According to Adriana Blanco Marquizo, director of the tobacco control department at WHO, tobacco is also very bad for the environment. Indeed, in addition to the fact that tobacco kills more than 8 million smokers each year in the world, that it has a strong impact on health spending and that it induces colossal losses in productivity, the latter also has strong environmental consequences deleterious. It is in fact responsible for 5% of deforestation on the globe and leads to the loss of 200,000 hectares of wooded biomass each year.

This deforestation is linked on the one hand to the cultivation of tobacco, which requires agricultural land, and on the other hand, to the wood used as fuel to dry the leaves. In addition, cultivation exposes farmers to significant health risks linked to the heavy use of fertilizers and pesticides. Likewise, the picking of tobacco exposes the pickers to consequent burns of the hands.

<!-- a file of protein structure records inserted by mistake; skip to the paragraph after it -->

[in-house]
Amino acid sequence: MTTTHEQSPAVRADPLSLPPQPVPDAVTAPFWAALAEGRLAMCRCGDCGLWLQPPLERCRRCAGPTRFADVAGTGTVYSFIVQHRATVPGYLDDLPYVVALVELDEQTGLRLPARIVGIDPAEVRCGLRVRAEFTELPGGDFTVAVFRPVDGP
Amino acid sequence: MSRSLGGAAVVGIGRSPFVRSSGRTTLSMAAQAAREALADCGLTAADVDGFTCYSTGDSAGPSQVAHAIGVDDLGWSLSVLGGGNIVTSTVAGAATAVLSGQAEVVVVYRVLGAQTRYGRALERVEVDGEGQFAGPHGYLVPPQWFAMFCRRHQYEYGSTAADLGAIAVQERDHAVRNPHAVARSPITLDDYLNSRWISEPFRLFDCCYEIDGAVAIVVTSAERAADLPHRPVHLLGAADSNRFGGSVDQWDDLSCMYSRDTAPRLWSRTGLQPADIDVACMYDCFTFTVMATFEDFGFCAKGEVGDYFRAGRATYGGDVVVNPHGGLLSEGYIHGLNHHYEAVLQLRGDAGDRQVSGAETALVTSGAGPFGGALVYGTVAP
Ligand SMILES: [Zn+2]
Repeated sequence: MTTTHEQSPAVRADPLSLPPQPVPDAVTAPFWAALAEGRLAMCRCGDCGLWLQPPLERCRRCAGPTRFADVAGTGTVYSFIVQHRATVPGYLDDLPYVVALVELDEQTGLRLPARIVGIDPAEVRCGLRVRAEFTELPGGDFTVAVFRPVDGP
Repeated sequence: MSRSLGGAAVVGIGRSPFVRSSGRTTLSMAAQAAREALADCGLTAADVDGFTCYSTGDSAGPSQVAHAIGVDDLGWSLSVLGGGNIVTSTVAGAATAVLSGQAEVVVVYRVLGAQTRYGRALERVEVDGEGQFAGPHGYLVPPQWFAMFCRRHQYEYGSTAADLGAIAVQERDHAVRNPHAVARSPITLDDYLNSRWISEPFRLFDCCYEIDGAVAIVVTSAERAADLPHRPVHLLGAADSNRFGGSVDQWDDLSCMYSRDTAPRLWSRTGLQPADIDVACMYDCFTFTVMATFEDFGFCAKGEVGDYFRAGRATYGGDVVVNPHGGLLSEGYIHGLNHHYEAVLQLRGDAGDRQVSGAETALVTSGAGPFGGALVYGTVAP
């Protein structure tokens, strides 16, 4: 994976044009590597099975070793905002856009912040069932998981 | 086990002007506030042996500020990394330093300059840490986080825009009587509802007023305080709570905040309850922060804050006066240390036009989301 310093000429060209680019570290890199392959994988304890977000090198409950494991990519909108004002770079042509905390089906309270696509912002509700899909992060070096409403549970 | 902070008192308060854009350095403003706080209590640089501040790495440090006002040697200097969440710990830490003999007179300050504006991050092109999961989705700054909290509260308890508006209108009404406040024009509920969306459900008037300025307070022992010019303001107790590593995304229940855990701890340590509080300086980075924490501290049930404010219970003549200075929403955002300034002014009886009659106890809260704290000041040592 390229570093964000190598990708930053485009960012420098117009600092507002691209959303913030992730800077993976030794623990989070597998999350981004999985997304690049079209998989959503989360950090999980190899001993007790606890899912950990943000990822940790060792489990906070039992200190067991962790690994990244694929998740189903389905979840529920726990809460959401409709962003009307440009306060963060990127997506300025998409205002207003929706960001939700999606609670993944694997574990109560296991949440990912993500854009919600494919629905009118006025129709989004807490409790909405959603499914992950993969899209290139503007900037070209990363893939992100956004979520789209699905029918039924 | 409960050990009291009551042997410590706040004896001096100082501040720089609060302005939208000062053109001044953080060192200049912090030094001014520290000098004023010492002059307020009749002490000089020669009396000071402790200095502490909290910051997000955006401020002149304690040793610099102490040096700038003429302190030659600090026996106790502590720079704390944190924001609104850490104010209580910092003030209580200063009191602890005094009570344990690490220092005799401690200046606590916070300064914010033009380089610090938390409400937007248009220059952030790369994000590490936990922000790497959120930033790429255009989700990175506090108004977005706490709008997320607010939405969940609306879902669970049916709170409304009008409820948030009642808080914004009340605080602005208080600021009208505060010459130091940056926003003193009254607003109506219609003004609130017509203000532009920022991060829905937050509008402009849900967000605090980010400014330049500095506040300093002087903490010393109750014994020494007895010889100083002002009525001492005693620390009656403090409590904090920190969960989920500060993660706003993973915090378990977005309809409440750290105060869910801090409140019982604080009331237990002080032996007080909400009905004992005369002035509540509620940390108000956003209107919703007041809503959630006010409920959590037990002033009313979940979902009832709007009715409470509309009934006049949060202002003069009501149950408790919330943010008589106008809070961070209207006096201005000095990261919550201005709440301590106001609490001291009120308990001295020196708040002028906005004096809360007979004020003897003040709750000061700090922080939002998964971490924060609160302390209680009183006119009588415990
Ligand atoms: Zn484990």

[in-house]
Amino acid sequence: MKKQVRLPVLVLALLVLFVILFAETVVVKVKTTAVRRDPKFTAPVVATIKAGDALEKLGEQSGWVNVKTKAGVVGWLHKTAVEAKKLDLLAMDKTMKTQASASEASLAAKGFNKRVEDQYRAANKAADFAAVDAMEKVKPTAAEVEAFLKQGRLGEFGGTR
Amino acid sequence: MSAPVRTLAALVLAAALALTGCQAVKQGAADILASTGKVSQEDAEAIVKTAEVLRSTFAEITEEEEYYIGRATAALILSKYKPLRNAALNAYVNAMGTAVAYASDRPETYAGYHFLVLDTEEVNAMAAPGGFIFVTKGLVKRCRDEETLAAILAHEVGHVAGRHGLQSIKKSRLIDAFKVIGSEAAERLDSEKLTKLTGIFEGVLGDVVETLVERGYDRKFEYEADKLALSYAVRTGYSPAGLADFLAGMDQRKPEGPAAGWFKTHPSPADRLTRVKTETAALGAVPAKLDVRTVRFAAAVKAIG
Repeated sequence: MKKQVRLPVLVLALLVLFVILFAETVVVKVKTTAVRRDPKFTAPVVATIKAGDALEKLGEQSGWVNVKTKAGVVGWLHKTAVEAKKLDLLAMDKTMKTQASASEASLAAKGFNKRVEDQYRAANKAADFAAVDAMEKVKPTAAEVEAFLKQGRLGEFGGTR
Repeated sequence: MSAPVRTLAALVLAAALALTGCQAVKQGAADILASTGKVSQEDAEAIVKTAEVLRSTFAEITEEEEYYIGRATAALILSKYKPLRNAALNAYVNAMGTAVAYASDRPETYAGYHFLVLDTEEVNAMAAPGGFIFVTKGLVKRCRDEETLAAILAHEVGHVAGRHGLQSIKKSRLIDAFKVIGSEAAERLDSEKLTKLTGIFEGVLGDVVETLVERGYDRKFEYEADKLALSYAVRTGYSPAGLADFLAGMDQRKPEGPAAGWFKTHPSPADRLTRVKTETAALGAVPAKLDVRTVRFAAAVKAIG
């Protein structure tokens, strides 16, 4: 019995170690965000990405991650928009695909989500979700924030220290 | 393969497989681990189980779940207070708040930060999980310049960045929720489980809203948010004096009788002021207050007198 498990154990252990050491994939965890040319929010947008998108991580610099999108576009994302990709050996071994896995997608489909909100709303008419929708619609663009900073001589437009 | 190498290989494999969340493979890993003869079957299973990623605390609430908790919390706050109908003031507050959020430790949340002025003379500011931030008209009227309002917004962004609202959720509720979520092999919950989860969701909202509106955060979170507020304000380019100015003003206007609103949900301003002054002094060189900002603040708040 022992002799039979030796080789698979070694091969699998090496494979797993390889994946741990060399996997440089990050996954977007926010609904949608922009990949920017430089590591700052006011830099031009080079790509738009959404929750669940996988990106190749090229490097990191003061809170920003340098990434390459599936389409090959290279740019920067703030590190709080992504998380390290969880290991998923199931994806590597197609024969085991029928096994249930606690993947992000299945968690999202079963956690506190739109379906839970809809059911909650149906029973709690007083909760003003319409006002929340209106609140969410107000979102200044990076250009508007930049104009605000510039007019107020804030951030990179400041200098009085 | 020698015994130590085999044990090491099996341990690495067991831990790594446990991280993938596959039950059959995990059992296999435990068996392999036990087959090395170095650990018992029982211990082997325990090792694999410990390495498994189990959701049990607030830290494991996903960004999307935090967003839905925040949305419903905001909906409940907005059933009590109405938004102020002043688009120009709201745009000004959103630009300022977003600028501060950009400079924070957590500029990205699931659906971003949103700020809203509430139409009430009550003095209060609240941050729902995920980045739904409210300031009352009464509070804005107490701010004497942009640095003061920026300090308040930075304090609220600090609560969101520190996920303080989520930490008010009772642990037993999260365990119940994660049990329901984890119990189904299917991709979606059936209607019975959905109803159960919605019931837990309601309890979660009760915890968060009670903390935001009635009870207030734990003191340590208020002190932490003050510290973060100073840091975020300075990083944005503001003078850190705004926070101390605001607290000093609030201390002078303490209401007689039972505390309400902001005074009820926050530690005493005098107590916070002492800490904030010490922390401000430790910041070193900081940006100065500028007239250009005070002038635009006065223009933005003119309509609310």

In this context, WHO calls on governments to better regulate tobacco cultivation and to help growers switch to more environmentally friendly crops. According to Adriana Blanco, the tobacco industry is pushing around the world for policies that exonerate it from any environmental liability. In short, the fight against tobacco also involves protecting the environment.

Blog Tobacco Control. Planet earth: another victim of the tobacco epidemic. Dr Adriana Blanco Marquizo.

© Photo credit: Felix Mittermeier